One of my favourite sections of Private Eye is Pseuds Corner, in which various choice titbits of textual over-importance are held up to national ridicule. There's clever writing and there's overblown tosh, and sometimes the border between the two can be very thin. I have a particular dislike of the people who write pompous notes to accompany classical music ("The flute melody is accompanied by gentle, unobtrusive semiquavers, retaining the tranquility of the movement while fleshing out the score with a particularly romantic view of sonority.") I loathe reviews of literature that pontificate in depth about themes which the authors almost certainly never put there in the first place. ("The abandonment of metaphysical foundations establishes the context of Murdoch's particular interest in existentialism, and the essential Nietzschean assertion that modern man is trapped by a process of imagined self-determination.") But I reserve my deepest hatred for the art critic.
(before continuing please click here to take a look at a piece of art, thankyou)
If you pick up a free London Underground map this autumn you'll see that the front cover features a specially-commissioned piece of art by EmmaKay entitled You Are in London. Essentially it's 12 concentric rings, each the colour of a different tube line. I like it, it's simple, clever and effective. However, Transport for London have let an art critic loose on reviewing it, and the result is pure bollocks.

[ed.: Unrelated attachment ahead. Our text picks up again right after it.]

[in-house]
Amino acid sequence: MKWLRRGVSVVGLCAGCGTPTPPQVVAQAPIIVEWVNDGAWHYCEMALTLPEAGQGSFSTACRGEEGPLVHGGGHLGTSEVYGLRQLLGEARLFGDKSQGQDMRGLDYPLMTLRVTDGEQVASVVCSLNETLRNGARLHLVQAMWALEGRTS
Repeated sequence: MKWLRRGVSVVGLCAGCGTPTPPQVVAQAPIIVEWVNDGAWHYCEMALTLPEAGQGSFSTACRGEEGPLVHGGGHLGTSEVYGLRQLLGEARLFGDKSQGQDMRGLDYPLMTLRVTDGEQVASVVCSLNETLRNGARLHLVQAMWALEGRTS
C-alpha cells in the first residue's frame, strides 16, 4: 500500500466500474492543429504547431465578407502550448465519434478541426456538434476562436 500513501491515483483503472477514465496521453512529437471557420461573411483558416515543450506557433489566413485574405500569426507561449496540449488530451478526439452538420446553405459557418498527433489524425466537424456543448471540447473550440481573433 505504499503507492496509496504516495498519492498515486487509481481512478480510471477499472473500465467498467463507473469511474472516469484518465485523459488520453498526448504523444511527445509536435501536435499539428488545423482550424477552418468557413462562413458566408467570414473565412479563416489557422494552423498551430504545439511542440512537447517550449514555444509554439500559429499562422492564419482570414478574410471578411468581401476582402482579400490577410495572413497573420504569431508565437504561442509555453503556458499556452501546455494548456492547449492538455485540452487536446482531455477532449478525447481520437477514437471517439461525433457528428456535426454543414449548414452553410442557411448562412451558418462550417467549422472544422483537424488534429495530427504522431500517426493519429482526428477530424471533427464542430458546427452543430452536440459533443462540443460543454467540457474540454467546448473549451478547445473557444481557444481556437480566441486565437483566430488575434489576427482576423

(before continuing please click here to read a pile of crap, thankyou)
It takes particular skill, or bravado, to waffle so effusively about so little. It takes an unlikely leap of faith to suggest that the target motif "playfully combines the Tube line colours with art historical references, graphic design and our collective memory". And it takes a complete jerk to describe a few coloured rings as "compelling", "deceptive" or a "memory audit". When wandering around art galleries I often have to refrain from gasping out loud at the utter drivel that art critics have written about the works on display. Can't they just shut up and let us read what we want into the images that we see? "12 rings, nice." Much better. (I'm glad to see this morning that Annie agrees with me too).
Of course, there's a far better work of art to be found on the Underground map leaflet, and that's the map itself. For those of you who are interested (and I suspect that's most of you) the BBC are screening a 30 minute documentary tomorrow (BBC2, 7:30pm Thursday) about the history of the map and its creator, Harry Beck. His sublime topological distortion transformed society's mindscape to reduce London's amorphous physical environment to an interconnected psychogeographical clarity. It's bloody clever, too.